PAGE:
2014 & 2015 World Champion lightweight rower Sophie Mackenzie had a season plagued with injury in 2019 and while she will no doubt provide injury backup for the lightweight double, rowing the quad as a “heavyweight” might just be the best spot for her.
Men’s sweep squad
10 athletes with 8 seats to be selected for Tokyo (M8+)
- Anthony Allen
- Brook Robertson
- Cameron Webster
- Ian Seymour
- James Lassche
- Matt MacDonald
- Phillip Wilson
- Shaun Kirkham
- Stephen Jones
- Tom Mackintosh
New Zealand don’t do final Olympic qualification regattas well, especially in the men’s eight. In 2012 a decent crew (the spine of which raced for 5th place in the eight at the Karapiro 2010 World Champs) missed out by length and in 1996 an arguably stronger New Zealand eight with high-hopes also failed to qualify at the last chance, or as it is affectionately known; “the regatta of death”.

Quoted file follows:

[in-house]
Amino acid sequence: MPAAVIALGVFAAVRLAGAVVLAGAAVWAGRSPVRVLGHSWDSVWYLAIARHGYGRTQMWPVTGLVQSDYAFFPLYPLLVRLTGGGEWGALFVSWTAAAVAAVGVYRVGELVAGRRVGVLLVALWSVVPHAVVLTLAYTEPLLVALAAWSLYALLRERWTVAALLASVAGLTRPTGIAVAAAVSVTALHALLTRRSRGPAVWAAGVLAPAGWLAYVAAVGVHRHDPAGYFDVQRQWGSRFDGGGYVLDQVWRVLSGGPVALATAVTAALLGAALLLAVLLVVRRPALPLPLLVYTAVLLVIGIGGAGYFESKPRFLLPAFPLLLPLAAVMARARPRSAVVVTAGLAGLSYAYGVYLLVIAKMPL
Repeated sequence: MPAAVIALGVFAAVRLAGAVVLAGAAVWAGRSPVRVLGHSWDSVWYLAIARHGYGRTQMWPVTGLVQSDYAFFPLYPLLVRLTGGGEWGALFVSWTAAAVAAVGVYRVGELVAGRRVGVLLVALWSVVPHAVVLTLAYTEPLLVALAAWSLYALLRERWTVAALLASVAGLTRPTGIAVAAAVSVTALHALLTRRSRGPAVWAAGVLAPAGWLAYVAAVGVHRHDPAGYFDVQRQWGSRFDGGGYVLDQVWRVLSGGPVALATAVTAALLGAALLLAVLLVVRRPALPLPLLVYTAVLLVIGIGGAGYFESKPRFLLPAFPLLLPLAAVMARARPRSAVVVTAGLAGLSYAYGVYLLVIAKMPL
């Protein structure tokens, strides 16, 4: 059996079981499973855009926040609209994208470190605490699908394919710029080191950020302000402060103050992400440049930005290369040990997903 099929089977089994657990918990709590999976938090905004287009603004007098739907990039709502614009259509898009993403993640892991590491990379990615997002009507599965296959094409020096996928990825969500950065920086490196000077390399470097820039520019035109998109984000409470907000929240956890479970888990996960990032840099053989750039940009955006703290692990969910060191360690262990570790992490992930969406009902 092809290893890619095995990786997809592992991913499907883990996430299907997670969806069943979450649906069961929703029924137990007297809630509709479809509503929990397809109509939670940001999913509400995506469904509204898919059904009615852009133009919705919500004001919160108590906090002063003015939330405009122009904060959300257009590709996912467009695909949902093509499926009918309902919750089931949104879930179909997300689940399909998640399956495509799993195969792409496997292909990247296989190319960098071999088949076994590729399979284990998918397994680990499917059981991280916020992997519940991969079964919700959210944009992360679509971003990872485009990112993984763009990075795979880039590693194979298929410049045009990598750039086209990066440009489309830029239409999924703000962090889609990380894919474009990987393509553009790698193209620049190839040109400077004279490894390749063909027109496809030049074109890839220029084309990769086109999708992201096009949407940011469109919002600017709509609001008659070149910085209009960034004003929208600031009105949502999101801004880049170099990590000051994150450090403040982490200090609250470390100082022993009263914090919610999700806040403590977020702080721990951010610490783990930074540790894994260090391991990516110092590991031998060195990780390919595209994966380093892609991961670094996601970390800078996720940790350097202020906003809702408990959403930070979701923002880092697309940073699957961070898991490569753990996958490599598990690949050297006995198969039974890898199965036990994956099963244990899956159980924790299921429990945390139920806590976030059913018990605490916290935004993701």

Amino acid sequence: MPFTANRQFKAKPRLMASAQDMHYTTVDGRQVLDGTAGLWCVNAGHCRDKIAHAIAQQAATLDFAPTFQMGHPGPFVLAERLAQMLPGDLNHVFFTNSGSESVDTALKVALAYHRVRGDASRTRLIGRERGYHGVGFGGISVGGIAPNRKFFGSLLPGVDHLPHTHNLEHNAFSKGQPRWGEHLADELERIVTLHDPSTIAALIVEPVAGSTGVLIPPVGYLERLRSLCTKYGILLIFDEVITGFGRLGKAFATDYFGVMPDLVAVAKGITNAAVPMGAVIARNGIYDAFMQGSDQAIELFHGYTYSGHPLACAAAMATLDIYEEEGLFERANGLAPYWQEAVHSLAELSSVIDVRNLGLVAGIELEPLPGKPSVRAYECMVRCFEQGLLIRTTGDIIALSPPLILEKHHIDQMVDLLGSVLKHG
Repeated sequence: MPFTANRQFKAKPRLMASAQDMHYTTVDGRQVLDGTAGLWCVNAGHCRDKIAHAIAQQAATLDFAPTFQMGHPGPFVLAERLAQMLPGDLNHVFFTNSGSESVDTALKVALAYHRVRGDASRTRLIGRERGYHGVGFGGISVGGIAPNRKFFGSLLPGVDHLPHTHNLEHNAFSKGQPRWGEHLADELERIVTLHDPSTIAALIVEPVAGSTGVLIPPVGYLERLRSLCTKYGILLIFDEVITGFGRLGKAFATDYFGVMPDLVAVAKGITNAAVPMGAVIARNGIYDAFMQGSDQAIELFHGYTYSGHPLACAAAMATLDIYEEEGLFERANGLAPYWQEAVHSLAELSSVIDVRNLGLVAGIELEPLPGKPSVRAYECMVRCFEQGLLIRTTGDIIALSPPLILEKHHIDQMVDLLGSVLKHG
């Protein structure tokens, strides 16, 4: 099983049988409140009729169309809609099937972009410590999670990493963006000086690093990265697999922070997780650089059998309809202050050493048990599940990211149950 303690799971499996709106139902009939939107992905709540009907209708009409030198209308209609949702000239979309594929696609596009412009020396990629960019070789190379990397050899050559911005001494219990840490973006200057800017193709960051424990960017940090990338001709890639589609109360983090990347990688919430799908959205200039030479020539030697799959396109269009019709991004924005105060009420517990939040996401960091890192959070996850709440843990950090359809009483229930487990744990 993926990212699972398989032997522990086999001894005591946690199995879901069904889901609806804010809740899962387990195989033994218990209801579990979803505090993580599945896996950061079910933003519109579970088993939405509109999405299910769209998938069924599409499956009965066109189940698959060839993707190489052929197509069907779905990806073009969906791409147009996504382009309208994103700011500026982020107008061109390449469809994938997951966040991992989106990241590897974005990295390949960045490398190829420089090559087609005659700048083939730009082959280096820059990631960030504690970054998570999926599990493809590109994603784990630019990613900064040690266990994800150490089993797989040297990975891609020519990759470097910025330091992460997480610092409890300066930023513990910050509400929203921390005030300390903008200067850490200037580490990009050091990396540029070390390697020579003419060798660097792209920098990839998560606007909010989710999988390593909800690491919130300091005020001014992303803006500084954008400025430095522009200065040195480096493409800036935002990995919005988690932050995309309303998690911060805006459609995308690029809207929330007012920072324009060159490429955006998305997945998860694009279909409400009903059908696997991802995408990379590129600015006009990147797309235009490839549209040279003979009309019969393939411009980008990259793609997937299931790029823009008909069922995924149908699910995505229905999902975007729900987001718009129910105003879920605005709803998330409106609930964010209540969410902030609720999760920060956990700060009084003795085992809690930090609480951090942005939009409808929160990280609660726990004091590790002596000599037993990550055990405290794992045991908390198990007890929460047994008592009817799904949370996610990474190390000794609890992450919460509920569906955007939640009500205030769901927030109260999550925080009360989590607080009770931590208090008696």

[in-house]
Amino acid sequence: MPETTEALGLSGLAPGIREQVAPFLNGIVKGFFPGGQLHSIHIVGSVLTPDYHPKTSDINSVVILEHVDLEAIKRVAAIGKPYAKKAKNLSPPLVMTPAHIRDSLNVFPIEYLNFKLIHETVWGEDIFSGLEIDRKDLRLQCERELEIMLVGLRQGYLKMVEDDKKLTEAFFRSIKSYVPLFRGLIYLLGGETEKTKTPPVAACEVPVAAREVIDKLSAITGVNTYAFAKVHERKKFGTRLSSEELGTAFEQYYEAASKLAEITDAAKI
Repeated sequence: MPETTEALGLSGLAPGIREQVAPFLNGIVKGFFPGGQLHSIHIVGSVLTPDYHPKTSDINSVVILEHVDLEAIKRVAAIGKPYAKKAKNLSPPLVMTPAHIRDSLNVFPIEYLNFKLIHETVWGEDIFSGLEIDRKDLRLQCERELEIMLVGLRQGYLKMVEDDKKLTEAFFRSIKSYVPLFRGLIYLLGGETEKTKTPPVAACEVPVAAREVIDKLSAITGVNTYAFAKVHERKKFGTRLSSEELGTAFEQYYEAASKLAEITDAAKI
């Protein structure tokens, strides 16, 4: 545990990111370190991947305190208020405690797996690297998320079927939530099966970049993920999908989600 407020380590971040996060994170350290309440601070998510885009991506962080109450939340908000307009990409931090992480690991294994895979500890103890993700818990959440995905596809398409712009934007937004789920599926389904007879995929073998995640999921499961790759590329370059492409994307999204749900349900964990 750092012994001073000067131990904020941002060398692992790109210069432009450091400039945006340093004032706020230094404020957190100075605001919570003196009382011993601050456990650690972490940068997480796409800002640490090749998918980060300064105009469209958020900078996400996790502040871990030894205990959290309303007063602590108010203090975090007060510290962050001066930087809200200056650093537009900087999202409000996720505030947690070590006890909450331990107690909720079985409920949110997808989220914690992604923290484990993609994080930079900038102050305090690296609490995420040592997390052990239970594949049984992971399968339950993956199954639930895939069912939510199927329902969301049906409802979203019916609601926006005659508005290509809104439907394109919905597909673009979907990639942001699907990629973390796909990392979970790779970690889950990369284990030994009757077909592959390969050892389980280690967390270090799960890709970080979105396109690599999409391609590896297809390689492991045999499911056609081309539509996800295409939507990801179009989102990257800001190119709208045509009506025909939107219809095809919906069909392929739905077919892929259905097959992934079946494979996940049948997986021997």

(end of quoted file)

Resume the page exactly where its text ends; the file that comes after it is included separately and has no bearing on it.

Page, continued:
The men’s eight has been given a lifeline, with just two men’s sweep seats qualified for Tokyo, the New Zealand selectors have made the correct decision to continue with this project. The idea of boating a four would have been tabled, however the B finals of the four’s races on the Linz-Ottensheim course favoured the outside lanes and saw the more fancied crews from France, Serbia & Germany failing to qualify for Tokyo. These crews will make the fours race for two places in Lucerne in May very, very challenging.